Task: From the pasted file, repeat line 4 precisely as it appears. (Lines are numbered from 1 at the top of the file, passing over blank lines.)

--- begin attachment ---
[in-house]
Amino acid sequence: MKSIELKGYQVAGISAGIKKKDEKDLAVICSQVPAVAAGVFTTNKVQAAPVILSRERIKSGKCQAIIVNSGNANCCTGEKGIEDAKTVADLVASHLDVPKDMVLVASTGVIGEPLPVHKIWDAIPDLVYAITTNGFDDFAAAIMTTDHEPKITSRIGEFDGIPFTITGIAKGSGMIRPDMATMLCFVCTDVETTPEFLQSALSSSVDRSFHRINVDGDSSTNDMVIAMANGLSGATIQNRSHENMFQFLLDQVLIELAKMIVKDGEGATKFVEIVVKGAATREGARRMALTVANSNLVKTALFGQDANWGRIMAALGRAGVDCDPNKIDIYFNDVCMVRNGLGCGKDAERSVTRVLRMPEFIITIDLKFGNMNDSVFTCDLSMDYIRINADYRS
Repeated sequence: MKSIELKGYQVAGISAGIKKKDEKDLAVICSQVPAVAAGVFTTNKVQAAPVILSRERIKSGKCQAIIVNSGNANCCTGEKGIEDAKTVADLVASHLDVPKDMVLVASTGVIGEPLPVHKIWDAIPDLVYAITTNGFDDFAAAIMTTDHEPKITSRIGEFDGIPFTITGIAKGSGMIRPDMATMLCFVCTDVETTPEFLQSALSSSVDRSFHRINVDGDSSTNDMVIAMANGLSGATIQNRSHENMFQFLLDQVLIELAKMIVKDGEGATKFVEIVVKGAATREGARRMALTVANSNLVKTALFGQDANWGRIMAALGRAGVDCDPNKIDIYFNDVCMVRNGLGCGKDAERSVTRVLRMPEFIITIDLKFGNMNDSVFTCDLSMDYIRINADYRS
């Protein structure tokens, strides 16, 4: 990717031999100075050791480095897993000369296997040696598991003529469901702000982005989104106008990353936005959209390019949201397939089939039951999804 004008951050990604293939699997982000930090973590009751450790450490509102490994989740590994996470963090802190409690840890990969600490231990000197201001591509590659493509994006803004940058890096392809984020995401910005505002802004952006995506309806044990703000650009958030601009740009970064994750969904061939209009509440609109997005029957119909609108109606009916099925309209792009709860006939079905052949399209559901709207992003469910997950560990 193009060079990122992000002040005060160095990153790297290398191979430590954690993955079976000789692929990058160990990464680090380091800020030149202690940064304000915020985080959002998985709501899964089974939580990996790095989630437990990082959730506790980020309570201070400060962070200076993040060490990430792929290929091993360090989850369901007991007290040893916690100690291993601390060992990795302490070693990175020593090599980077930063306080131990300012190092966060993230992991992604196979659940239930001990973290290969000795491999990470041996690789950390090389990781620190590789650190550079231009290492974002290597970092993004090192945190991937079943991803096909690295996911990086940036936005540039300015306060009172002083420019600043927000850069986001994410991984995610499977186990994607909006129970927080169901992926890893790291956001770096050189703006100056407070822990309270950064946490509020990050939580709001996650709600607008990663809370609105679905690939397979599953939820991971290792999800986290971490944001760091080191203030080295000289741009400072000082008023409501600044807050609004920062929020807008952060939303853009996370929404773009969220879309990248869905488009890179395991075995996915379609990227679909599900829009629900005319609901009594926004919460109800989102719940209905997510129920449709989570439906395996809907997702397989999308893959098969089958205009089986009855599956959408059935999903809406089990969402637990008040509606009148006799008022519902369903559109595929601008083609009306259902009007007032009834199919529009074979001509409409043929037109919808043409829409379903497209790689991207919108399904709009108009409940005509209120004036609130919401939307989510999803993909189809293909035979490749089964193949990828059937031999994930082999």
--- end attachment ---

């Protein structure tokens, strides 16, 4: 990717031999100075050791480095897993000369296997040696598991003529469901702000982005989104106008990353936005959209390019949201397939089939039951999804 004008951050990604293939699997982000930090973590009751450790450490509102490994989740590994996470963090802190409690840890990969600490231990000197201001591509590659493509994006803004940058890096392809984020995401910005505002802004952006995506309806044990703000650009958030601009740009970064994750969904061939209009509440609109997005029957119909609108109606009916099925309209792009709860006939079905052949399209559901709207992003469910997950560990 193009060079990122992000002040005060160095990153790297290398191979430590954690993955079976000789692929990058160990990464680090380091800020030149202690940064304000915020985080959002998985709501899964089974939580990996790095989630437990990082959730506790980020309570201070400060962070200076993040060490990430792929290929091993360090989850369901007991007290040893916690100690291993601390060992990795302490070693990175020593090599980077930063306080131990300012190092966060993230992991992604196979659940239930001990973290290969000795491999990470041996690789950390090389990781620190590789650190550079231009290492974002290597970092993004090192945190991937079943991803096909690295996911990086940036936005540039300015306060009172002083420019600043927000850069986001994410991984995610499977186990994607909006129970927080169901992926890893790291956001770096050189703006100056407070822990309270950064946490509020990050939580709001996650709600607008990663809370609105679905690939397979599953939820991971290792999800986290971490944001760091080191203030080295000289741009400072000082008023409501600044807050609004920062929020807008952060939303853009996370929404773009969220879309990248869905488009890179395991075995996915379609990227679909599900829009629900005319609901009594926004919460109800989102719940209905997510129920449709989570439906395996809907997702397989999308893959098969089958205009089986009855599956959408059935999903809406089990969402637990008040509606009148006799008022519902369903559109595929601008083609009306259902009007007032009834199919529009074979001509409409043929037109919808043409829409379903497209790689991207919108399904709009108009409940005509209120004036609130919401939307989510999803993909189809293909035979490749089964193949990828059937031999994930082999």